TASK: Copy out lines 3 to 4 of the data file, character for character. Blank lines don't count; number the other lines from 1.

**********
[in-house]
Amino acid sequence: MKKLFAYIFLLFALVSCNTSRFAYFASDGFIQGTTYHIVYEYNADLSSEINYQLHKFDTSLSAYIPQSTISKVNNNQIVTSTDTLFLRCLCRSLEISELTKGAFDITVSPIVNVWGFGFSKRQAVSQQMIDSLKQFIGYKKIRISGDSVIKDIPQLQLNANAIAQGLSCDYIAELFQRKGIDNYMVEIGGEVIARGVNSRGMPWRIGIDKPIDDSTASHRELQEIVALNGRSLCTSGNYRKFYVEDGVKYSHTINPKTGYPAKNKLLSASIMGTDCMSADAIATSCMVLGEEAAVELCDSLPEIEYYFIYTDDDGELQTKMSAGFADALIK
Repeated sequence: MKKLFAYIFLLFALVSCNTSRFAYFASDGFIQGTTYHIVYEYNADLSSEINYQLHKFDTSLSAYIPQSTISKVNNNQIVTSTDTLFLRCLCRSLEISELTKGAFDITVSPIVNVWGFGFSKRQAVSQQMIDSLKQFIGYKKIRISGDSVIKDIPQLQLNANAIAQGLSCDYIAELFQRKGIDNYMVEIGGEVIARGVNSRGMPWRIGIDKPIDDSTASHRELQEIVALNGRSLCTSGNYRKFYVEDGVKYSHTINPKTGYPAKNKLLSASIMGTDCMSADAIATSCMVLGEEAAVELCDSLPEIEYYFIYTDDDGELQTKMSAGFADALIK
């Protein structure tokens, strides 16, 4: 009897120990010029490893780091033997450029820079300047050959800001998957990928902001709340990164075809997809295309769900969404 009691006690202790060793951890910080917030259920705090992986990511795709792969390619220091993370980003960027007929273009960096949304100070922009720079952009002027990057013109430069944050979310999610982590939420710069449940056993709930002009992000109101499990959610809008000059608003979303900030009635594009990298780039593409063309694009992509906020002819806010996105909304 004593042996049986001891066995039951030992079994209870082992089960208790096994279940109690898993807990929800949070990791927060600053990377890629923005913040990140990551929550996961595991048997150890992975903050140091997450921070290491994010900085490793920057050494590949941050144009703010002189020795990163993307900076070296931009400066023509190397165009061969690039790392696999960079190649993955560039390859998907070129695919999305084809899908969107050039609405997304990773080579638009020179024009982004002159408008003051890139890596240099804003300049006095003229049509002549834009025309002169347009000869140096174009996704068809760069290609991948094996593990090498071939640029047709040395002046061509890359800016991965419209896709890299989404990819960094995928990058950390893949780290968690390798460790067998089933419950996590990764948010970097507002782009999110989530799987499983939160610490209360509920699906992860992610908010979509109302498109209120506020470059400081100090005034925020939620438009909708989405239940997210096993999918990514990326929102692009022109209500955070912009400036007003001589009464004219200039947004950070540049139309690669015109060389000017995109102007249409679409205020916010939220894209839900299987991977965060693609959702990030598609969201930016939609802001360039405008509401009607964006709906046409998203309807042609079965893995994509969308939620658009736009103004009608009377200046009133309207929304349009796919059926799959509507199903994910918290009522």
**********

Repeated sequence: MKKLFAYIFLLFALVSCNTSRFAYFASDGFIQGTTYHIVYEYNADLSSEINYQLHKFDTSLSAYIPQSTISKVNNNQIVTSTDTLFLRCLCRSLEISELTKGAFDITVSPIVNVWGFGFSKRQAVSQQMIDSLKQFIGYKKIRISGDSVIKDIPQLQLNANAIAQGLSCDYIAELFQRKGIDNYMVEIGGEVIARGVNSRGMPWRIGIDKPIDDSTASHRELQEIVALNGRSLCTSGNYRKFYVEDGVKYSHTINPKTGYPAKNKLLSASIMGTDCMSADAIATSCMVLGEEAAVELCDSLPEIEYYFIYTDDDGELQTKMSAGFADALIK
């Protein structure tokens, strides 16, 4: 009897120990010029490893780091033997450029820079300047050959800001998957990928902001709340990164075809997809295309769900969404 009691006690202790060793951890910080917030259920705090992986990511795709792969390619220091993370980003960027007929273009960096949304100070922009720079952009002027990057013109430069944050979310999610982590939420710069449940056993709930002009992000109101499990959610809008000059608003979303900030009635594009990298780039593409063309694009992509906020002819806010996105909304 004593042996049986001891066995039951030992079994209870082992089960208790096994279940109690898993807990929800949070990791927060600053990377890629923005913040990140990551929550996961595991048997150890992975903050140091997450921070290491994010900085490793920057050494590949941050144009703010002189020795990163993307900076070296931009400066023509190397165009061969690039790392696999960079190649993955560039390859998907070129695919999305084809899908969107050039609405997304990773080579638009020179024009982004002159408008003051890139890596240099804003300049006095003229049509002549834009025309002169347009000869140096174009996704068809760069290609991948094996593990090498071939640029047709040395002046061509890359800016991965419209896709890299989404990819960094995928990058950390893949780290968690390798460790067998089933419950996590990764948010970097507002782009999110989530799987499983939160610490209360509920699906992860992610908010979509109302498109209120506020470059400081100090005034925020939620438009909708989405239940997210096993999918990514990326929102692009022109209500955070912009400036007003001589009464004219200039947004950070540049139309690669015109060389000017995109102007249409679409205020916010939220894209839900299987991977965060693609959702990030598609969201930016939609802001360039405008509401009607964006709906046409998203309807042609079965893995994509969308939620658009736009103004009608009377200046009133309207929304349009796919059926799959509507199903994910918290009522």